How to fly
The Hitchhiker's Guide to the Galaxy has a large section on the subject of flying, which details exactly how to master the art of flying.According to the Guide, the main thing that flying requires is the ability to throw yourself at the ground and miss. It says to throw yourself forward with all your weight and "the willingness not to mind that it's going to hurt", however it will surely hurt if you fail to miss the ground. The difficulty is in missing the ground, and doing so accidentally, as "deliberately intending to miss the ground" does not work.
If you find yourself missing the ground completely and "bobbing just a few inches above the ground in what might seem to be a slightly foolish manner", then this is the moment that requires great concentration. The Guide says to "ignore all considerations of your own weight" and to "simply let yourself waft higher" as you float above the ground.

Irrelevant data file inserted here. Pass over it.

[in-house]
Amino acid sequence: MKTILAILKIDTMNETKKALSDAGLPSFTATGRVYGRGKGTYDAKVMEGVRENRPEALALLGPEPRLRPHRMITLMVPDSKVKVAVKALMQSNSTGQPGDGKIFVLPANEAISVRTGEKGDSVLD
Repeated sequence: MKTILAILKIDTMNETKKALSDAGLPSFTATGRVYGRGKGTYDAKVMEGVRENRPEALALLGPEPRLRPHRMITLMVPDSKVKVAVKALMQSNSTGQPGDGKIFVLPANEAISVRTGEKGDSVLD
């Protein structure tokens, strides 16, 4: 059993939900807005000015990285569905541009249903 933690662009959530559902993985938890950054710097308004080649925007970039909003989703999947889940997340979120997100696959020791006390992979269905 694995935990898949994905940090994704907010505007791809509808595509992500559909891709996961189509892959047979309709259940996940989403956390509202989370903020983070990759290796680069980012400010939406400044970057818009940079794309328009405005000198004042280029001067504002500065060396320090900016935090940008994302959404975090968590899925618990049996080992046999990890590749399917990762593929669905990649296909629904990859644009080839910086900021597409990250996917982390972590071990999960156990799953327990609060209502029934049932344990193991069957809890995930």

The Guide advises not to listen to what others may say, as they could say something such as: "Good God, man, you can't possibly be flying!". It is vitally important not to believe them or they will suddenly be right, and you will find yourself failing to miss the ground once again.
The final piece of advice that the Guide offers is to "try a few swoops". and then to drift above the treetops, breathing regularly. It is also heavily emphasised to not wave at anybody.
The Guide gives only a small amount of information about how to land; saying that landing is something which can only be learnt properly with experience, and that you will almost certainly "screw up" your first attempt.
There are private flying clubs which help fliers to cope with the all-important moment of distraction. They hire people with surprising bodies or opinions to leap out from behind bushes and exhibit and/or explain them at the critical moments. Only a few genuine hitchhikers will be able to afford to join these clubs, but some may be able to get temporary employment at them.
- Karey Kirkpatrick, the screenwriter for the 2005 Hitchhiker's film, cited this as the passage and concept which showed him the genius of Adams and terrified him as to whether he would be able to do the work justice.